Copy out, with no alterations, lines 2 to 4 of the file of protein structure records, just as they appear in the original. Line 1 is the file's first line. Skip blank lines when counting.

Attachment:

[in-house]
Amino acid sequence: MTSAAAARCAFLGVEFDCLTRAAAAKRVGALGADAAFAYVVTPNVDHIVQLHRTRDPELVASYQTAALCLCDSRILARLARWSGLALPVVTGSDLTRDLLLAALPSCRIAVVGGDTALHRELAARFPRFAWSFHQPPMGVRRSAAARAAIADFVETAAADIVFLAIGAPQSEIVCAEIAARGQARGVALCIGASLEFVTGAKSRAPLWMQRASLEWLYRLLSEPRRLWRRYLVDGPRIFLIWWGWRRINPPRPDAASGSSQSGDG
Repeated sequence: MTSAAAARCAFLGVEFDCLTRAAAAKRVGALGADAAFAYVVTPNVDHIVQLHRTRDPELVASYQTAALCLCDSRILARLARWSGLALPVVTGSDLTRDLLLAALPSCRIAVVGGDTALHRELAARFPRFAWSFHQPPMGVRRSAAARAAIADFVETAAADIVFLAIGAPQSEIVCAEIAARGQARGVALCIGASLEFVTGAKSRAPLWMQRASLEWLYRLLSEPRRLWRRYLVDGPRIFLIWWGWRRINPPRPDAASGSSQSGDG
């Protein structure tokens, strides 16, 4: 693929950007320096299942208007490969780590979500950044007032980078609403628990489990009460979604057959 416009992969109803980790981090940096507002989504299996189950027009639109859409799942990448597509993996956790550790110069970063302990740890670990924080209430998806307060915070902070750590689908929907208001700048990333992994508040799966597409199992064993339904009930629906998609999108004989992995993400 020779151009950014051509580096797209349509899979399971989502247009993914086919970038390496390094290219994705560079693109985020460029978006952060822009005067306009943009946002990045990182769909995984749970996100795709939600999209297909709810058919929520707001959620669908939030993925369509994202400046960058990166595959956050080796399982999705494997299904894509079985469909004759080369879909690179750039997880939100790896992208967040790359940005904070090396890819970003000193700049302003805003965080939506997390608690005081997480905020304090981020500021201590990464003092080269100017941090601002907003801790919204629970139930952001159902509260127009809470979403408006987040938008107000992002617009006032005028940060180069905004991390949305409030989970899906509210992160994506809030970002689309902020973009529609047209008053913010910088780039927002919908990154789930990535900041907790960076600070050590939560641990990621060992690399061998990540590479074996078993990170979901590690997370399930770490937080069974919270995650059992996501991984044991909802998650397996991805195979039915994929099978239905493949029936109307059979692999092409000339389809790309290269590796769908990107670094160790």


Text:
Amino acid sequence: MTSAAAARCAFLGVEFDCLTRAAAAKRVGALGADAAFAYVVTPNVDHIVQLHRTRDPELVASYQTAALCLCDSRILARLARWSGLALPVVTGSDLTRDLLLAALPSCRIAVVGGDTALHRELAARFPRFAWSFHQPPMGVRRSAAARAAIADFVETAAADIVFLAIGAPQSEIVCAEIAARGQARGVALCIGASLEFVTGAKSRAPLWMQRASLEWLYRLLSEPRRLWRRYLVDGPRIFLIWWGWRRINPPRPDAASGSSQSGDG
Repeated sequence: MTSAAAARCAFLGVEFDCLTRAAAAKRVGALGADAAFAYVVTPNVDHIVQLHRTRDPELVASYQTAALCLCDSRILARLARWSGLALPVVTGSDLTRDLLLAALPSCRIAVVGGDTALHRELAARFPRFAWSFHQPPMGVRRSAAARAAIADFVETAAADIVFLAIGAPQSEIVCAEIAARGQARGVALCIGASLEFVTGAKSRAPLWMQRASLEWLYRLLSEPRRLWRRYLVDGPRIFLIWWGWRRINPPRPDAASGSSQSGDG
């Protein structure tokens, strides 16, 4: 693929950007320096299942208007490969780590979500950044007032980078609403628990489990009460979604057959 416009992969109803980790981090940096507002989504299996189950027009639109859409799942990448597509993996956790550790110069970063302990740890670990924080209430998806307060915070902070750590689908929907208001700048990333992994508040799966597409199992064993339904009930629906998609999108004989992995993400 020779151009950014051509580096797209349509899979399971989502247009993914086919970038390496390094290219994705560079693109985020460029978006952060822009005067306009943009946002990045990182769909995984749970996100795709939600999209297909709810058919929520707001959620669908939030993925369509994202400046960058990166595959956050080796399982999705494997299904894509079985469909004759080369879909690179750039997880939100790896992208967040790359940005904070090396890819970003000193700049302003805003965080939506997390608690005081997480905020304090981020500021201590990464003092080269100017941090601002907003801790919204629970139930952001159902509260127009809470979403408006987040938008107000992002617009006032005028940060180069905004991390949305409030989970899906509210992160994506809030970002689309902020973009529609047209008053913010910088780039927002919908990154789930990535900041907790960076600070050590939560641990990621060992690399061998990540590479074996078993990170979901590690997370399930770490937080069974919270995650059992996501991984044991909802998650397996991805195979039915994929099978239905493949029936109307059979692999092409000339389809790309290269590796769908990107670094160790």